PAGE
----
Ted Kluszewski Bio
One of the most powerful and intimidating hitters of the 1950s, Ted Kluszewski terrorized opposing pitchers every time he stepped into the batter’s box. His huge biceps exposed by the sleeveless uniform he wore to allow his bulging muscles room to move, the man nicknamed “Big Klu” gained general recognition as the strongest player in the game. When asked to do so, Hall of Fame manager Leo Durocher once named five of the strongest players in baseball. Pointed out to him that he failed to include Kluszewski on his list, Durocher responded, “Kluszewski? I’m talking about human beings!”
More than just a slugger, Kluszewski typically posted high batting averages while rarely striking out. He batted over .300 in seven out of eight seasons at one point, hitting no lower than .314 from 1952 to 1955. He also surpassed 40 home runs and 100 RBIs in three of those four years, coming exceptionally close on two separate occasions to becoming just the second player in baseball history to strike out fewer than 50 times while also hitting 50 home runs (Johnny Mize accomplished the feat for the Giants in 1947). Only a bad back, which reduced his playing time and offensive production his final five seasons, prevented Kluszewski from compiling even more impressive numbers than the 279 home runs, 1,028 runs batted in, and .298 batting average he posted over the course of his 15-year major league career.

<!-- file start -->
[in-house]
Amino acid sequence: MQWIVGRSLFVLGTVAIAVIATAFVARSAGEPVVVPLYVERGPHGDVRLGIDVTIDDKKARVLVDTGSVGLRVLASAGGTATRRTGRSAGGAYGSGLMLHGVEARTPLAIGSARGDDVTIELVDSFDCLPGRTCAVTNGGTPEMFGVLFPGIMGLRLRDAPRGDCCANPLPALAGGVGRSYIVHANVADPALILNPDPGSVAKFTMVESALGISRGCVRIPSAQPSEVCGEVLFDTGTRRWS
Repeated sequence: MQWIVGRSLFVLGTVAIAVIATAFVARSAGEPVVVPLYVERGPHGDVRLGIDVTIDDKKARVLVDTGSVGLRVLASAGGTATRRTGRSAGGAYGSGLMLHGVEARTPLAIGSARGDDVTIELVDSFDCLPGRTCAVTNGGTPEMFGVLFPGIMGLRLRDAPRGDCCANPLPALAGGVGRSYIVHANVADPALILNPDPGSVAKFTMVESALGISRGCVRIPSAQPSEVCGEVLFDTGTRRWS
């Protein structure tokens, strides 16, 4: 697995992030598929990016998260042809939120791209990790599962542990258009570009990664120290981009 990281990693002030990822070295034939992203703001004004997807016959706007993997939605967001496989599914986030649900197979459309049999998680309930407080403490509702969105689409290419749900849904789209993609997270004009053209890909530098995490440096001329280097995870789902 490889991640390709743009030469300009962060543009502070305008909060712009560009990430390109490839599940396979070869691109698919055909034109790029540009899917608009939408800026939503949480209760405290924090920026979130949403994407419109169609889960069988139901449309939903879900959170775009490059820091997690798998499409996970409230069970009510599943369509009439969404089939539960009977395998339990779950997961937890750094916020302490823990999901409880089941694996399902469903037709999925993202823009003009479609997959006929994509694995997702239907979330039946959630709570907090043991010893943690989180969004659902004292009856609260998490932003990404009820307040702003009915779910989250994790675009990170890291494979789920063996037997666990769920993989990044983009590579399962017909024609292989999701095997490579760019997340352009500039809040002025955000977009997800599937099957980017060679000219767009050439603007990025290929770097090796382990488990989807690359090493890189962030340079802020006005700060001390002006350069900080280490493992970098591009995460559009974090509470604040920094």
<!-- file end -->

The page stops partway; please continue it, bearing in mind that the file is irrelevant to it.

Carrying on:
Born in Argo, Illinois on September 10, 1924, Theodore Bernard Kluszewski graduated from Argo Community High School before attending Indiana University, where he played both football and baseball. A standout tight end on the Hoosier football squad, Kluszewski was discovered by the Cincinnati Reds by chance. The Reds normally held spring training in Tampa, Florida. However, due to wartime travel restrictions, they trained at Indiana University from 1943 to 1945. Reds groundskeeper Matty Schwab saw the strapping youngster hitting balls over an embankment near the baseball diamond that no other Reds player even approached. Cincinnati scouts subsequently offered Kluszewski a contract, but he chose not to sign immediately since he didn’t wish to endanger his collegiate football eligibility. Kluszewski instead signed after he graduated in 1946. He spent the next two years advancing through Cincinnati’s minor league farm system, posting batting averages of .325 and .377, before being called up by the Reds for a brief trial in 1947. In 10 pinch-hit appearances, he drove in two runs and collected his first major league hit. Kluszewski joined the Reds for good the following year, gradually establishing himself as the team’s starting first baseman over the course of the season. He finished his rookie campaign with 12 home runs, 57 runs batted in, and a .274 batting average, in just under 400 official at-bats.